As I tapped away at the mind-numbing e-mails the pangs of hunger hit me. They never bothered me in the morning, I could easily go from breakfast until lunch without even thinking about food, but here I was at five-thirty, fighting with the munchies. I rummaged in the lower drawer of my desk. I wonder what my boss would have thought if she’d actually bothered to look in there once in a while. Aside from the croissant which I’d put in there this morning, there were several chocolate bars, bags of sweets, mints and all manner of such things. Not necessarily for consumption at work, but so I would have them on hand. It always pays to have things on hand. Now I sat brushing the flaky pastry away from my jumper as I finished the last communication for the day and logged off.

The sun was lower now, barely peeping below the neighbouring rooftops. It filtered onto the floor showing another days' worth of dust and dirt in the pile. I tugged my coat on knowing it would only just be warm enough for the walk home. I smiled at the thought of getting the snuggly winter coat the next day. Until then this summer jacket and a scarf would have to do. I screwed up the paper wrapper from the croissant into a ball and aim it towards the bin. It goes in and I do a victory pose. Another worker in the late-working exodus stares at me nonplussed and continues. Stretching, I pull the hair band out of my hair and shake it loose down my shoulders.

Before I go to leave I check my phone for texts. There’s one from my older sister, inviting me for a drink this evening. I text back and then head for the lift. It feels like it takes forever to descend, like it is powered by little creatures who fall asleep after regular office hours.  I sign out and head for the revolving doors. Oh how I hate them! No matter how long I have worked there I always manage to come to a juddering halt or trip up or something else equally stupid much to the amusement of the Security Guards on the front desk. Why they can’t just unlock the side door of an evening I don’t know.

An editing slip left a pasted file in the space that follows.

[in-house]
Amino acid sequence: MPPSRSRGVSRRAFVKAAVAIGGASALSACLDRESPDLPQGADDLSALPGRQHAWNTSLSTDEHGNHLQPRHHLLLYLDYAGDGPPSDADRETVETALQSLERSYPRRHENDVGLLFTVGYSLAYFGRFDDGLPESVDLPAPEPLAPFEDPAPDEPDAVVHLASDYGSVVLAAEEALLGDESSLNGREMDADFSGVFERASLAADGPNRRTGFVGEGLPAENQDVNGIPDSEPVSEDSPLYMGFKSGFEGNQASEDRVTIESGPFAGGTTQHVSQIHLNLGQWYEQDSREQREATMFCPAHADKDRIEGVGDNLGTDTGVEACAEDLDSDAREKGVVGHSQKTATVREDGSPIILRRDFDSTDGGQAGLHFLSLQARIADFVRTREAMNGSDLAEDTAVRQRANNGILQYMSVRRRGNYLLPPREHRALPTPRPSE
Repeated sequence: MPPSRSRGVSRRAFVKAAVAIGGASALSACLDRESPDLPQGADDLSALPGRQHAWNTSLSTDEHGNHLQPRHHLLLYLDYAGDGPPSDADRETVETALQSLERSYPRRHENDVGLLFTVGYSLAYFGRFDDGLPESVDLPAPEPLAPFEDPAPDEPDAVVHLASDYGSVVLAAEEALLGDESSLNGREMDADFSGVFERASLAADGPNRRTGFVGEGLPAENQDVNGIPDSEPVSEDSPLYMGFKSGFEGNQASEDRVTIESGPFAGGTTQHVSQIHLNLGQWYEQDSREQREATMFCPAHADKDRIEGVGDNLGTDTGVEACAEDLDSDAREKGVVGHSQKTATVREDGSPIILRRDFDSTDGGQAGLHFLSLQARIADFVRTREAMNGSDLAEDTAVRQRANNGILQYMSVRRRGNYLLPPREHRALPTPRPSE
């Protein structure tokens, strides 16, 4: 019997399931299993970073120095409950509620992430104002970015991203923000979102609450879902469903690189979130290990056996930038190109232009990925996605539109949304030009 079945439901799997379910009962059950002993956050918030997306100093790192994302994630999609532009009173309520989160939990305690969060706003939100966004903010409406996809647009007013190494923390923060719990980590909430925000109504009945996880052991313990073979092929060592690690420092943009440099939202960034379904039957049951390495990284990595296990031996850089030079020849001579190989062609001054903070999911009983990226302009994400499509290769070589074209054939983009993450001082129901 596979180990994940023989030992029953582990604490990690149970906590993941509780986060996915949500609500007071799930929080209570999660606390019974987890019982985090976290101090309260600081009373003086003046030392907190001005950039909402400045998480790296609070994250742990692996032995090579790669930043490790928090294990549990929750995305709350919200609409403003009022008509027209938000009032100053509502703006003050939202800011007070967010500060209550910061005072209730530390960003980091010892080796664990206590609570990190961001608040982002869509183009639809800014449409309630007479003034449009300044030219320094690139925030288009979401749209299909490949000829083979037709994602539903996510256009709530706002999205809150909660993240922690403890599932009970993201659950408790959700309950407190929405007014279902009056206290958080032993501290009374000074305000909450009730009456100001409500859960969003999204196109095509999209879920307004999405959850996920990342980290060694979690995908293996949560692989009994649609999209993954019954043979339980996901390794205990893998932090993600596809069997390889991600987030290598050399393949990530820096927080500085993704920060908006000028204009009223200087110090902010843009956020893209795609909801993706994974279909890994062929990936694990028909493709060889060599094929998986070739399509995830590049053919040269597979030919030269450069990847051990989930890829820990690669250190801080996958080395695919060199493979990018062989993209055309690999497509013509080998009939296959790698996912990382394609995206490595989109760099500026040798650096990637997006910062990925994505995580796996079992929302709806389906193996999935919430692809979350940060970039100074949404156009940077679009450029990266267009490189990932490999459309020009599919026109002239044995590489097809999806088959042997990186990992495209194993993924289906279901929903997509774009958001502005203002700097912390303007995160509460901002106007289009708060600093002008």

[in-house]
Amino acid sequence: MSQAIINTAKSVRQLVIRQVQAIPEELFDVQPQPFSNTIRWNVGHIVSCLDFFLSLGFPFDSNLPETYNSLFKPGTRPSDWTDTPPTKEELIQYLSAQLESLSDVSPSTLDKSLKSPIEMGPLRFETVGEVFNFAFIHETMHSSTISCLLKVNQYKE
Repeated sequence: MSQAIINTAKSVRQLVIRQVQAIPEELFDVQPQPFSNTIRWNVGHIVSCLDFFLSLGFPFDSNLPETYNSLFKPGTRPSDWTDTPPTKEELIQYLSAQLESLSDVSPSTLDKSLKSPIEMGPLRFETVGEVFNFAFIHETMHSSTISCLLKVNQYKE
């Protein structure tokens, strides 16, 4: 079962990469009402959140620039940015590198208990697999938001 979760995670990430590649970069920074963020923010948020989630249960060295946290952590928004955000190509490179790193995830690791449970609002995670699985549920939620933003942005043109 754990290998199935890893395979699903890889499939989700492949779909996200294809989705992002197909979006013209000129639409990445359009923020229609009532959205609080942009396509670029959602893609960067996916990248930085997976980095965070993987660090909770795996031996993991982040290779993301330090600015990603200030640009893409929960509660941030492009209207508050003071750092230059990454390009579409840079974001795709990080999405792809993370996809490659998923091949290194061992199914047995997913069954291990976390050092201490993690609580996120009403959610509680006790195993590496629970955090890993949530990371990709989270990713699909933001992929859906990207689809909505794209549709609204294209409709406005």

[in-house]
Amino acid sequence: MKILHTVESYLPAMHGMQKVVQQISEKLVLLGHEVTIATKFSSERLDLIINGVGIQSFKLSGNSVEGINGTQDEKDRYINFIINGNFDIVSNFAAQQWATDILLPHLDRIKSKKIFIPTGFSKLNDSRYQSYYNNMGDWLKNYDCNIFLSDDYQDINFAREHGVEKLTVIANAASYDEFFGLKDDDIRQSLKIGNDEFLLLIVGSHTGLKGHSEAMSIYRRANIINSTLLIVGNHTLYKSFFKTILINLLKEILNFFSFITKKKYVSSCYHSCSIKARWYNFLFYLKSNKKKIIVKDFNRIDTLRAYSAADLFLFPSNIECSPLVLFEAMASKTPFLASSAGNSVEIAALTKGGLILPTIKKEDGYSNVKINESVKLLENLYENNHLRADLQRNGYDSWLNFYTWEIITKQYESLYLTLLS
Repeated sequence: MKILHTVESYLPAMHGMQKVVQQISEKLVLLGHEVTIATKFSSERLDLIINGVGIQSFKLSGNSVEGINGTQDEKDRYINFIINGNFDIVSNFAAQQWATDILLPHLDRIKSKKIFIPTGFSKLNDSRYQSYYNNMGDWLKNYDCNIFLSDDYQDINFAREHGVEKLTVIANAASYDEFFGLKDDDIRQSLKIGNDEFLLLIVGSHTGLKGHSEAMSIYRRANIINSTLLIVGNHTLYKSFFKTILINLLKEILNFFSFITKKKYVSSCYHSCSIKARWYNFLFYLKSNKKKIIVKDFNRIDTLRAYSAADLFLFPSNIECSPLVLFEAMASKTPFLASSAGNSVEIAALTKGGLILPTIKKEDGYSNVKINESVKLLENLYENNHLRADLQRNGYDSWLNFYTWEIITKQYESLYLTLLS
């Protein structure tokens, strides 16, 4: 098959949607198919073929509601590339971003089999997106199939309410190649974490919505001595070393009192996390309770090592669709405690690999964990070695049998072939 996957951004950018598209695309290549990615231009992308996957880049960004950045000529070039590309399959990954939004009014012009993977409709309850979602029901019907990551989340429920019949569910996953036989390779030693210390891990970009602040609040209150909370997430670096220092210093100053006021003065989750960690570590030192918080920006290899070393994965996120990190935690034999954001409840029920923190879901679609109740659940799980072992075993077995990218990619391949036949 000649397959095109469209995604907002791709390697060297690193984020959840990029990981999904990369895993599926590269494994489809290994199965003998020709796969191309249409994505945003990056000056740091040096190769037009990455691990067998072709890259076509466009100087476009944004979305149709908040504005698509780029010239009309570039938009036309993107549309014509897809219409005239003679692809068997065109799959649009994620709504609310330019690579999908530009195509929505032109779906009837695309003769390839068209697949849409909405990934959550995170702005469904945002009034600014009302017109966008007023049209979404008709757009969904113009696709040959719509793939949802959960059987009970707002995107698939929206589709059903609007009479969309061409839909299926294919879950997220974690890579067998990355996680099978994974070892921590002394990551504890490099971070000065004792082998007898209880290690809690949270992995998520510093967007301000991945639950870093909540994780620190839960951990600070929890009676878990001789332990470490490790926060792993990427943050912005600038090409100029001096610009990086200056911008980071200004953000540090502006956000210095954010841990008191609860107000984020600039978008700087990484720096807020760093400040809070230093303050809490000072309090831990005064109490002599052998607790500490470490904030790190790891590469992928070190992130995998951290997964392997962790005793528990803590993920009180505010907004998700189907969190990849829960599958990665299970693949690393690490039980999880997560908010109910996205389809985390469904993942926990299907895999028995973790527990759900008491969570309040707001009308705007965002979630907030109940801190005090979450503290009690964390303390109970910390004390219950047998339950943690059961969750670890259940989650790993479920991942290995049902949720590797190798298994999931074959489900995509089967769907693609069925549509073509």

The breeze bites as I step out into the open. It whips up all the leaves in the walled garden around the doors (where the smokers sit) and crunch with a dead finality. I tighten my scarf and head out the gates, along the tree lined avenue. There are no flowers left now underfoot and above is the aching void of bare branches. Their leavings crunch underfoot as I go; the sun now low on the horizon and birds chirruping with joy at the oncoming dusk. Few cars come this way at this time of day. It is lonely as I walk, and you would hardly blame me for being jumpy in the darker months, were I inclined to be so. The sky was a washy grey-blue, the clouds glowed a dirty pink, giving an effect that overall looked like the residue of a child’s paint box.

I sat down on the bench and took a deep breath of the evening, drinking in everything – the sight of the sky above me and the earth below, of the people rushing past me; on their way home, to lovers, to children, to family, to friends. I sniff the scents on the breeze: burgers, curry, leaves, and bonfire. I feel the pressure of the cool air on my exposed hands, every slight gust on a hair. It feels good, I feel alive. I am drunk on the evening.

I get up and I go home.